Results of the 2020 school audits

3 December 2021

Iona Holsted
Secretary for Education
Ministry of Education

Tēnā koe Iona


Please find enclosed our report on the results of the 2020 school audits.

This year our school audits were again disrupted by Covid-19, with only 70% of the 2020 school audits completed by the 31 May deadline. While this was better than last year, border closures have created an auditor shortage and our auditors could not complete all their school audits on time. There were also more audits than normal carrying over from the previous year following last year’s disruptions.

This was particularly disappointing because the work done in recent years to improve the flow of information for audit resulted in a record 96% of draft financial statements received by 31 March. We appreciate all the hard work that schools and their financial service providers put in to achieve this. Getting the information as early as possible gives us the best chance of completing as many audits as possible on time.

We have made steady progress since May. As at 31 October, 92% of the 2020 school audits had been completed and auditors are working hard to complete as many as possible by the end of the school year.

Financial health of schools

Our expectation was that Covid-19 would not significantly affect most schools financially because schools were given additional support through 2020. However, the restrictions put in place as alert levels changed meant that many schools could not carry out their usual fund-raising activities. The border closures also meant there were fewer international students. As a result, we were concerned that more schools would find themselves in financial difficulty.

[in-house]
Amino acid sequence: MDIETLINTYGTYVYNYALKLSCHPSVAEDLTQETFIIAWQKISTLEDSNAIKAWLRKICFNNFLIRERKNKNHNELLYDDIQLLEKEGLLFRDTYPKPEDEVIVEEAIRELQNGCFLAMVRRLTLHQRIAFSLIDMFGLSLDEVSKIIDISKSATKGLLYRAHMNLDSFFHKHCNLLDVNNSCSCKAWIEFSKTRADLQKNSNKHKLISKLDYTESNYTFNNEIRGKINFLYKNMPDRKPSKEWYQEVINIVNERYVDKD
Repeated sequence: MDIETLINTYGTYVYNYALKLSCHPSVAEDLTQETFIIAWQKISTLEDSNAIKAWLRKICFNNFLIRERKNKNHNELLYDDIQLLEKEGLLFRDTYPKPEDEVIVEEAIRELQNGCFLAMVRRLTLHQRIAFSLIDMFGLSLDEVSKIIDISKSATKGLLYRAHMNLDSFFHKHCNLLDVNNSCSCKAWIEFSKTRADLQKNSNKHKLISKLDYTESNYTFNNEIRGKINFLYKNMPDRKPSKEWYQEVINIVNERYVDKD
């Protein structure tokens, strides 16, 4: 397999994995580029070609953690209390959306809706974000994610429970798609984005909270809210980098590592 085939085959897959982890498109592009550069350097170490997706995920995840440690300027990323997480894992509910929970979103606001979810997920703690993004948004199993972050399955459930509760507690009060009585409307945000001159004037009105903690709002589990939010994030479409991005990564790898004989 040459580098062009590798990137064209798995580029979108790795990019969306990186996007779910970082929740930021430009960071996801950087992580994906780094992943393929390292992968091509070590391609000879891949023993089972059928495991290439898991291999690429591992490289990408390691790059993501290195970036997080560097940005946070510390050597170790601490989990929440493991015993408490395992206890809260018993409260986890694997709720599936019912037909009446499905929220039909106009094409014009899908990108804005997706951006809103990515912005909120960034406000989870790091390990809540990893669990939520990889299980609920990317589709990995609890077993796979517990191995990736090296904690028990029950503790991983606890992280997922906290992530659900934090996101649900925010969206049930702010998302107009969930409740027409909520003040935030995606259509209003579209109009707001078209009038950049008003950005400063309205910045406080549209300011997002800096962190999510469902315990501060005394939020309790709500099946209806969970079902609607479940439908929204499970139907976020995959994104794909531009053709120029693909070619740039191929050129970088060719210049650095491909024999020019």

If we consider a school to be in financial difficulty, we ask whether the Ministry of Education (the Ministry) will provide a letter of support confirming its continued support of the school. We usually identify about 40 schools each year that need letters of support to underpin the going concern assumption adopted in their financial statements. For the 2020 audits, we identified only 17 schools that needed a letter of support. We also carried out some analysis of the schools’ financial information held by the Ministry. This showed an overall improvement in the financial position of schools at the end of 2020. 

Total funds that schools raised locally reduced for schools in all regions during 2020 and international student revenue also reduced, but only by about a quarter. However, additional government funding mitigated some of this loss in revenue. This included the Covid-19 support funding, including $20 million to support schools with international students, and funding for those decile 1 to 7 schools that opted into the donation scheme. While Covid-19 support has been available in 2021 during alert level changes, the levels of Covid-19 support has been less this year, so our 2021 audits might show a different picture. It is important that schools carefully consider the changed circumstances in which they are now operating and plan accordingly.

What we found during our audits

As is the case each year, we issue standard unmodified opinions for most of the schools we audit. This means that, in our opinion, those schools’ financial statements fairly reflect their transactions for the year and their financial position at the end of the year. In our attached report, we include details where we have reported on specific matters. These are opinions where we cannot get enough evidence about a matter, or we conclude there is an error in the financial statements. In addition, where we want to draw readers’ attention to a specific matter, we include an additional paragraph in our audit report. Since our last report we have issued more “modified” audit opinions than usual, but nearly half of them are for previous years’ audits.